Zenyatta Owns Every Edge

Zenyatta owns every possible edge

Any way you measure it, Zenyatta towers over her four rivals Friday in the Grade 1, $500,000 Apple Blossom at Oaklawn Park.

She has never been beaten in 15 starts. They have been defeated 40 times.

She has earned $5,624,580. They can't scrounge up $1.3 million among them.

She stands slightly more than 17 hands tall and weighs some 1,200 pounds. They average 16 hands in height and 1,100 pounds.

But races aren't won by statistics. Zenyatta must go out and prove herself all over again Friday. And for her, the stakes just keep getting higher. On Friday, she can match the feat of 16 straight wins at an elite level that has characterized the careers of Citation, Cigar, and Mister Frisky. And she won't be doing it from the comfort of her home circuit. Zenyatta will be making only her second start outside of Southern California, and thus her second start on dirt. Her first dirt start came when she won the 2008 Apple Blossom.

"We're kind of anxious," said John Shirreffs, who trains Zenyatta for Jerry and Ann Moss. "It's been a long time.

"The thing we have in our favor is Zenyatta. That's a big edge."

Zenyatta was voted champion older filly or mare of 2009 after winning the $5 million Breeders' Cup Classic in November. She gave the boys a head start in the 1 1/4-mile race after a sluggish break, then unleashed a memorable rally to win by a length. Zenyatta has raced once since then, overcoming traffic in the stretch to win the Grade 1 Santa Margarita at Santa Anita in her first start of the year March 13.

"She was stuck behind horses and she had to make a little zig-zag move through traffic, but she got through and won nicely," Shirreffs said. "I was a little concerned, but sometimes it opens up late for horses, so with patience there's usually some way to get through."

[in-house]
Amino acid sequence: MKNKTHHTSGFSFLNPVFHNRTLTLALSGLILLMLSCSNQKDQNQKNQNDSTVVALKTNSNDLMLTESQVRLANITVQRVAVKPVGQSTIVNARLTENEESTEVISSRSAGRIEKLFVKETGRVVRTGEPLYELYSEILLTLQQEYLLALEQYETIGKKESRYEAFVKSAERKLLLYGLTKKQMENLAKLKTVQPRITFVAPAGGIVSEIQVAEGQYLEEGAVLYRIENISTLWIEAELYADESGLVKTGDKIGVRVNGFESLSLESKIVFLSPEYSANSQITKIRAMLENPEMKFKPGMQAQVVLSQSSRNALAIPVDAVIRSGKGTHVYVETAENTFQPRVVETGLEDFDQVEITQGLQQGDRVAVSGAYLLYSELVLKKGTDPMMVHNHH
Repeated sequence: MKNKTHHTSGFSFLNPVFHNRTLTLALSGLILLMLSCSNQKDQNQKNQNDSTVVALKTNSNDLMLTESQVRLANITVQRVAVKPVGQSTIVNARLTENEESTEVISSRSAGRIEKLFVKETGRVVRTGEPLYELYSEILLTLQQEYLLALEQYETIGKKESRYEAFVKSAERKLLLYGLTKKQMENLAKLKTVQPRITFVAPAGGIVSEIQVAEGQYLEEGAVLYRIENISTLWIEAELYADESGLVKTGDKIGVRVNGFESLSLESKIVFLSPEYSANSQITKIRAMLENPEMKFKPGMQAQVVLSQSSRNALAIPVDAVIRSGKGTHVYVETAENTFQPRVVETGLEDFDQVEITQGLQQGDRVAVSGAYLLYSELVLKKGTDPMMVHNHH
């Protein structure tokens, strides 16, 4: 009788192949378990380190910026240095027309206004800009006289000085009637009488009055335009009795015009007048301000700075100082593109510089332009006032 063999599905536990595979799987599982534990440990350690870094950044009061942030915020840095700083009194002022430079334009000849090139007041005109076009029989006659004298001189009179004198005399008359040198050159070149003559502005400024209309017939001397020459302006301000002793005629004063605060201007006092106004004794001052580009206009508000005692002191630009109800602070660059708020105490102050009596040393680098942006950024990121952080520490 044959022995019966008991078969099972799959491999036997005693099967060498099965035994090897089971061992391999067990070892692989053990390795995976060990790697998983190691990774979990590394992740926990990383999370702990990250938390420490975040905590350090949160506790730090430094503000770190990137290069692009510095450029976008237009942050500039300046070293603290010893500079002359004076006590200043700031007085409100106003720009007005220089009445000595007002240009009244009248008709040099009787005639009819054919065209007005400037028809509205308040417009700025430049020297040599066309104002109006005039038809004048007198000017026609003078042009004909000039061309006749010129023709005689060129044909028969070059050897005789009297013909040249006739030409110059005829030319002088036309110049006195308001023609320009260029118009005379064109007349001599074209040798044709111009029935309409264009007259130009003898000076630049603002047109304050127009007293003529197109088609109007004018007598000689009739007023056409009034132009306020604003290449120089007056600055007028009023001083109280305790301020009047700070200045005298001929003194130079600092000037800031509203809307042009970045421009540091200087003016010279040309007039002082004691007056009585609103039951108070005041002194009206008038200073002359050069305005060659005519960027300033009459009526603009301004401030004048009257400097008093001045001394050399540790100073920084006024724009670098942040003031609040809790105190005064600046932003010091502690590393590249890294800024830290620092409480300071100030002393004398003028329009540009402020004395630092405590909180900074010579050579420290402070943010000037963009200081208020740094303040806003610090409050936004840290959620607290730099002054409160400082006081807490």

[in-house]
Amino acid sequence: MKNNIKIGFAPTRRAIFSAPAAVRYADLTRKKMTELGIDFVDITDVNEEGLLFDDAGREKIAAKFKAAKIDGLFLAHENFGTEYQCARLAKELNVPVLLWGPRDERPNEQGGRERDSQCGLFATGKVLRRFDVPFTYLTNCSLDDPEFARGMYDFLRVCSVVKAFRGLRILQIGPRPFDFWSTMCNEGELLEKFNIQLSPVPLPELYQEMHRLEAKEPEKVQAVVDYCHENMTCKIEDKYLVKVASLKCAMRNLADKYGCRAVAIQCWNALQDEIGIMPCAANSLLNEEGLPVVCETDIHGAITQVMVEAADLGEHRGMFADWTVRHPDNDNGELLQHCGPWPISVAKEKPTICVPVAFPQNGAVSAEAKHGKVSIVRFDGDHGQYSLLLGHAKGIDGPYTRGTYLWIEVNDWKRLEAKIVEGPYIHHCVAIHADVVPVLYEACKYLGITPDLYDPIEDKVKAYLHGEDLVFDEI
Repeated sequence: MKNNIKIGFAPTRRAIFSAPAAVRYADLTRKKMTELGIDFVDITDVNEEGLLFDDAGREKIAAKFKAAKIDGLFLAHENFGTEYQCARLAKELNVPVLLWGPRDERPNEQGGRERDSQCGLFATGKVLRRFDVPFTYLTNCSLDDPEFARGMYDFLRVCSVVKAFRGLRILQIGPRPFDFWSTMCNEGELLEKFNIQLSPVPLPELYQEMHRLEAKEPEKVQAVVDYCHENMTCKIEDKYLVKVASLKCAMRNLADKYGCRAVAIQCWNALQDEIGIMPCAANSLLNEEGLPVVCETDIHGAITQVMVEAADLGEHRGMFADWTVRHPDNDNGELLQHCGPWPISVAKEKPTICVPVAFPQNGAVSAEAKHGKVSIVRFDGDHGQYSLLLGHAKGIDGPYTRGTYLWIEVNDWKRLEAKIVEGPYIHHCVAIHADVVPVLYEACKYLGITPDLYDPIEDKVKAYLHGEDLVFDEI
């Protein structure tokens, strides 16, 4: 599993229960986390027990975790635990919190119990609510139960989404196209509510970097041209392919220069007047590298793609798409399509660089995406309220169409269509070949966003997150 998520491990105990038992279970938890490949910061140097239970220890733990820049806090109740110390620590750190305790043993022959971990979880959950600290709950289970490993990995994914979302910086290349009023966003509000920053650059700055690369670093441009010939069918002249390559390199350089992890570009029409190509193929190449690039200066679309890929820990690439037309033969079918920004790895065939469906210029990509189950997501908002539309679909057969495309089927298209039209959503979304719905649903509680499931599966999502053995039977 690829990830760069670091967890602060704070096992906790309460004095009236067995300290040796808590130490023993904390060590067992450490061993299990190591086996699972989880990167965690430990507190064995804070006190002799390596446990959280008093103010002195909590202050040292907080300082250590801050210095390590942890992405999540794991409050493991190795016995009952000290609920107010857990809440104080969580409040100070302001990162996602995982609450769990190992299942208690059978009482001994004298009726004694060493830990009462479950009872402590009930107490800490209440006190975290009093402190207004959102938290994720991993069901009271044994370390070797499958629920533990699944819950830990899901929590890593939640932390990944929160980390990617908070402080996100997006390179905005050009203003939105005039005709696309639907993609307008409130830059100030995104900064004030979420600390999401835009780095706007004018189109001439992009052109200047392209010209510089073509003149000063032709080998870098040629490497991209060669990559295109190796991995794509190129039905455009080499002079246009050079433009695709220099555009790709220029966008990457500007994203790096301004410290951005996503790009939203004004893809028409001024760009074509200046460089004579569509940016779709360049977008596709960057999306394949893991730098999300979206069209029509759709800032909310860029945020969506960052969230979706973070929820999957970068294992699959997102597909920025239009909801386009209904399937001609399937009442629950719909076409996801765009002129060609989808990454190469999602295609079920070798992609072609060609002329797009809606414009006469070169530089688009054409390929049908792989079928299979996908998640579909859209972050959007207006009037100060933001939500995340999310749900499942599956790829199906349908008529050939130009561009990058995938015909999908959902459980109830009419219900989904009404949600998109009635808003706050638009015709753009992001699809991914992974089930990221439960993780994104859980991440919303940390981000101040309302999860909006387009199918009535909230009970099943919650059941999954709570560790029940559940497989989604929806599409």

The Apple Blossom, a 1 1/8-mile race for fillies and mares, has also attracted Grade 3 winners Be Fair, War Echo, and Just Jenda. The field is rounded out by Taptam, a stakes winner at the meet who on Wednesday was scratched from the $100,000 Bayakoa. It is a group of rivals that is very respectful of the task they face Friday.

"I think any mare in the world would have their hands full against this mare," Cindy Jones, who trains Just Jenda, said of Zenyatta. "But if we can run second, we can say, 'I ran second to probably the best mare ever in racing.' "

"I hope Be Fair doesn't hate me for going against Zenyatta," trainer D. Wayne Lukas said of his horse, a petite front-runner. "I might put full-cup blinkers on her and cover her up completely until they get to the gate so she doesn't see Zenyatta."

Be Fair and Just Jenda won't be helped by the fact Zenyatta shipped in quite well, spending some of her time in Arkansas grazing and sipping the Fiji bottled water that accompanies her whenever she travels. In addition, she has had the chance to train on a dirt training track back home at Hollywood Park in preparation for Friday. That fact and the excellent race she ran over this track in 2008 help erase most surface concerns, said Shirreffs.

"She handled it so well before," he said.

"Running on a slightly different surface, I don't know where she'll be placed, but I imagine she'll be in the back somewhere and then make her run."

Zenyatta and her regular rider, Mike Smith, should get an honest pace, thanks to Be Fair, the speed from the rail, and Taptam and Just Jenda, who should press matters. From there, it should be all Zenyatta

The Apple Blossom is part of the Racing Festival of the South, when $2.8 million in stakes are decided over the final week of the meet, which ends Saturday. The race had the potential to be worth $5 million, had Rachel Alexandra, the reigning Horse of the Year, been in the starting gate with Zenyatta on Friday. It would have been the first matchup of the two, but last month the connections of Rachel Alexandra announced she would pass the race.

The showdown will have to wait, but Zenyatta's appearance kicks off what has the potential to be one of the biggest closing weekends in the history of Oaklawn. Saturday, the track will run the Grade 1, $1 million Arkansas Derby.

"We're pretty much going to plan for two really huge days," said Eric Jackson, the general manager of Oaklawn. "I think anything above 30,000 [on Friday] makes it extraordinary."

Oaklawn annually draws more than 50,000 for the Arkansas Derby.

Oaklawn plans to open the infield for both days. HRTV will have onsite coverage of the Apple Blossom, which has a scheduled post of 6:25 p.m. Central

by Mary Rampenelli
from drf.com

21
Nov

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